The issue goes some way to explaining Goltsblat and Pepeliaev’s fundamental disagreement over strategy. For an ambitious corporate partner such as Goltsblat, a merger with an international firm could allow the team to break through this glass ceiling to access these highly remunerative and previously off-limit deals. In tax—PGP’s best-known specialty, even when Goltsblat was there—a Russian firm is already more than capable of competing at the top end of the market.

“We’re getting deals that we would never have got before because they’re governed by U.K. law,” Goltsblat says, citing recent transactions for Mars, Kimberly-Clark Corporation, and Nissan Motor Co., Inc. “You can’t be serious about M&A or finance [in Russia] without U.K. or U.S. lawyers.”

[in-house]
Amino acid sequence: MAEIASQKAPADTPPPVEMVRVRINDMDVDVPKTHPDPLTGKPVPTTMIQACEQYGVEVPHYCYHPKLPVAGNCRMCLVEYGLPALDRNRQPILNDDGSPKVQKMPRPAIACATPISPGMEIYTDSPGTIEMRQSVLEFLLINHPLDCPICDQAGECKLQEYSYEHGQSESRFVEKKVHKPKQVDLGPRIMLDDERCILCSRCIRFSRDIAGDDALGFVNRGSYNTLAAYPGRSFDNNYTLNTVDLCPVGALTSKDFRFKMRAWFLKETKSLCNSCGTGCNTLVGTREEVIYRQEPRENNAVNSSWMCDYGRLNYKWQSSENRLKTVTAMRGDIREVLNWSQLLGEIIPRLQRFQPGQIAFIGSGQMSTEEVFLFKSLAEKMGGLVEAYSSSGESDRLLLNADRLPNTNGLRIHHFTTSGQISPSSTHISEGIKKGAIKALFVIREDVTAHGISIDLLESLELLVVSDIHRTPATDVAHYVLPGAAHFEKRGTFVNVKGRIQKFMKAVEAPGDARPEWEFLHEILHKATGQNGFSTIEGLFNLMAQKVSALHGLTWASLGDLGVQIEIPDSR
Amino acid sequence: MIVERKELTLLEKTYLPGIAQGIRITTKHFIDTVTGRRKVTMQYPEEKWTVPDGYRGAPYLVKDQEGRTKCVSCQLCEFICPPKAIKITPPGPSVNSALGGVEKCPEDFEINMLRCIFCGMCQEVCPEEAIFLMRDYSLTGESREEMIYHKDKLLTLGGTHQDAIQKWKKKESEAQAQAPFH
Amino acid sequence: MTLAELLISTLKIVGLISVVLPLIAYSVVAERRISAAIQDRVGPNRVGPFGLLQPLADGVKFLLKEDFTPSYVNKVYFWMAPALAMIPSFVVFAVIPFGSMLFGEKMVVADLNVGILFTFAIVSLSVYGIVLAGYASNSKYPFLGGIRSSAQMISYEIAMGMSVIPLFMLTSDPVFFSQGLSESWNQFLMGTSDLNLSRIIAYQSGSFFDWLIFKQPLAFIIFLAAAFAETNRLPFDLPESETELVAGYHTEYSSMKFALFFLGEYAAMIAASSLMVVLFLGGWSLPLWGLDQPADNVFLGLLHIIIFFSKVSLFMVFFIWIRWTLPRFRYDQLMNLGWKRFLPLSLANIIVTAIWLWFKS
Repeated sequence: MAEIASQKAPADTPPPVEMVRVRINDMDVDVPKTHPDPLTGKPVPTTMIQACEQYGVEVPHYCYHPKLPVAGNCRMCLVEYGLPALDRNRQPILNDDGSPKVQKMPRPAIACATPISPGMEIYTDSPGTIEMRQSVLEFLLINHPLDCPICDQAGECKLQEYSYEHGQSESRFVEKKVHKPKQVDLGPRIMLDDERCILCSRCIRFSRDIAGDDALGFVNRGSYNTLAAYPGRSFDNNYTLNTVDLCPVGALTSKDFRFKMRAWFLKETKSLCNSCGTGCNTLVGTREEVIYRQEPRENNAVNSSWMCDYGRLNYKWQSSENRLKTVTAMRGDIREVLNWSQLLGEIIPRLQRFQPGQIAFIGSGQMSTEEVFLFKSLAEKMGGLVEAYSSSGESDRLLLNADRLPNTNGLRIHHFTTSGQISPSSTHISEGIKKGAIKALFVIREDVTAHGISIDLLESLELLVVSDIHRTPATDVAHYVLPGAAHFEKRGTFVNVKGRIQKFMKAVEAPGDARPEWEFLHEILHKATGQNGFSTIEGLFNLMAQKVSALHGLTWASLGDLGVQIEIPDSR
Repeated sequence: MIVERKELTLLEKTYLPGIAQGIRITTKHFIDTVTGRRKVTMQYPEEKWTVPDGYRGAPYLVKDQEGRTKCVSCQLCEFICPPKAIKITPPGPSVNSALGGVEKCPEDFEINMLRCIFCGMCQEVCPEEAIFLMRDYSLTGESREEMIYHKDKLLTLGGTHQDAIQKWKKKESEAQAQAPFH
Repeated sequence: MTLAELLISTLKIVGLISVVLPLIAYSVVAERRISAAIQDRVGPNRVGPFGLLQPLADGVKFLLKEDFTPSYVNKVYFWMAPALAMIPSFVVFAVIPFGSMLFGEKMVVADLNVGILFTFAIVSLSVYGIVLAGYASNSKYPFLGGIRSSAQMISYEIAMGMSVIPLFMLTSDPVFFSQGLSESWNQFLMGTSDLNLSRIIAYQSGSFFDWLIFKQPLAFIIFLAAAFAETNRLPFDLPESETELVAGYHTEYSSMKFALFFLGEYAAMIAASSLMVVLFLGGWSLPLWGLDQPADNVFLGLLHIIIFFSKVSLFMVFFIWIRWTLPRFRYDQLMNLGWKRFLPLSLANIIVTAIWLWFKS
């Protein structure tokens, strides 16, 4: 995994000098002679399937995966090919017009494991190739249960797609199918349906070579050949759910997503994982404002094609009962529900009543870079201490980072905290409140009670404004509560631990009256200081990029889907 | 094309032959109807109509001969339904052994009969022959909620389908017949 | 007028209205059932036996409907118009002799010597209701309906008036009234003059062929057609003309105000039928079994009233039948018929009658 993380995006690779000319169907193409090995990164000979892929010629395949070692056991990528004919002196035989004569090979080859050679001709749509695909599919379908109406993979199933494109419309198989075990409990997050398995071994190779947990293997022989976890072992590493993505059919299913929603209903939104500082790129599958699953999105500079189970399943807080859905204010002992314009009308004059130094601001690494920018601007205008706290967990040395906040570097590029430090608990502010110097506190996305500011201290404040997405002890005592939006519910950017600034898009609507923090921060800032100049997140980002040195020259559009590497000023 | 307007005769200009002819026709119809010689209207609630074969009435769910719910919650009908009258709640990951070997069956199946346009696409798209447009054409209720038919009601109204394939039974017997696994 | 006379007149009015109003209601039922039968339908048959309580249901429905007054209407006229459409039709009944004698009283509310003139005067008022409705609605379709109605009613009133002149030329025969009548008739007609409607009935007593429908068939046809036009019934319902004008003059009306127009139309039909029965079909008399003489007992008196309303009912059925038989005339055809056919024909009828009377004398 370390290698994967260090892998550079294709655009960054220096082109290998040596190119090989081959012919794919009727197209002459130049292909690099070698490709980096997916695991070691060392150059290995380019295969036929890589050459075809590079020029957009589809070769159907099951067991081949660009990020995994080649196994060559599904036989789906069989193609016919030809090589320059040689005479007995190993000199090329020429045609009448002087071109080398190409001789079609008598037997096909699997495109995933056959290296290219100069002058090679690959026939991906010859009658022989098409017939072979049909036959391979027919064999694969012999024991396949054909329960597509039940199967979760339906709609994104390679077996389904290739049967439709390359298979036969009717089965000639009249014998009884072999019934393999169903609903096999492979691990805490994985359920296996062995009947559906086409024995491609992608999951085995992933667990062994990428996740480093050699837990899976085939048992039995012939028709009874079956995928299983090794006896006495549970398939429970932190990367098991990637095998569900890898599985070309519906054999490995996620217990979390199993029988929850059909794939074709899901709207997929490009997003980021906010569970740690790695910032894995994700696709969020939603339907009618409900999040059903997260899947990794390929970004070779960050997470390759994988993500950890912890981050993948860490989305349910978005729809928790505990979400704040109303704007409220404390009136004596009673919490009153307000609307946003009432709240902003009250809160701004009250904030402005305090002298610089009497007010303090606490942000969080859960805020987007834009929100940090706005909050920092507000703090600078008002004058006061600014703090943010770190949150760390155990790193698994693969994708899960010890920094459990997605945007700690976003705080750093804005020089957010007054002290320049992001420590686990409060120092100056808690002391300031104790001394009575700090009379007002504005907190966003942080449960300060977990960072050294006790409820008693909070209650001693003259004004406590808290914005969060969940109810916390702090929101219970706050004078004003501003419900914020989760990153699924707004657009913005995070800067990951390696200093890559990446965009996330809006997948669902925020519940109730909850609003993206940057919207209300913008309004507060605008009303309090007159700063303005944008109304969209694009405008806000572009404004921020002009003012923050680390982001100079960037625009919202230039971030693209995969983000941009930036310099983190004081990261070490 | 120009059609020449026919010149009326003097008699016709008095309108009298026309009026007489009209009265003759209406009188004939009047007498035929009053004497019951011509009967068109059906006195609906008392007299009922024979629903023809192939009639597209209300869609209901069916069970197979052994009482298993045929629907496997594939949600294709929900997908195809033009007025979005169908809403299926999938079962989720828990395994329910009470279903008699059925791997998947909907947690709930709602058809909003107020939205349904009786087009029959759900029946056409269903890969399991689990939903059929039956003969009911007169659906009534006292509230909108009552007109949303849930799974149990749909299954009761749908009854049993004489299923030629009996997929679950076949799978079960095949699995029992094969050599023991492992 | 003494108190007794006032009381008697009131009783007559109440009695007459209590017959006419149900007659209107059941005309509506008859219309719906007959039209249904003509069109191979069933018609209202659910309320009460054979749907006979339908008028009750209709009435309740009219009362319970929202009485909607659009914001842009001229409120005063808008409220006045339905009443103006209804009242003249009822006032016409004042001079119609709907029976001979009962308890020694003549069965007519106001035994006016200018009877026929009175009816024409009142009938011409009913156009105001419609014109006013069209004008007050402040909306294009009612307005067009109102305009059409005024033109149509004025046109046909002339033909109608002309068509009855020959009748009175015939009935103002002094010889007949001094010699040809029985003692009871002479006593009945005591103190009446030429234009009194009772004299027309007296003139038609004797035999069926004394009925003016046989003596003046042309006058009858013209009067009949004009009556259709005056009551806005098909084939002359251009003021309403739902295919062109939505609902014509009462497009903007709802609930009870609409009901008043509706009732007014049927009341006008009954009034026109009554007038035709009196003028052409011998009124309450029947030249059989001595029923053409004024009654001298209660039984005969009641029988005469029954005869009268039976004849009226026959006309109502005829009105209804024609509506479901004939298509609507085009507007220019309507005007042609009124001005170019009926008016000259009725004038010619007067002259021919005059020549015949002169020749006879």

According to Mergermarket LTD, international firms utterly dominate Russia’s big-ticket transactional landscape. In each of the last two years, just one Russian firm featured in its top ten M&A advisers by aggregate deal value: EPAP. One Russian managing partner insists that such data is skewed, as many Russian firms do not publicly disclose deal information. This may be true, but there is in fact a strong argument that their standing in the market is actually overstated by such figures, as data providers tend to recognize all parties on a deal equally, irrespective of the level of their involvement. So a Russian firm merely providing local law advice on a cross-border transaction would receive the same credit as the lead international firm that actually structured it.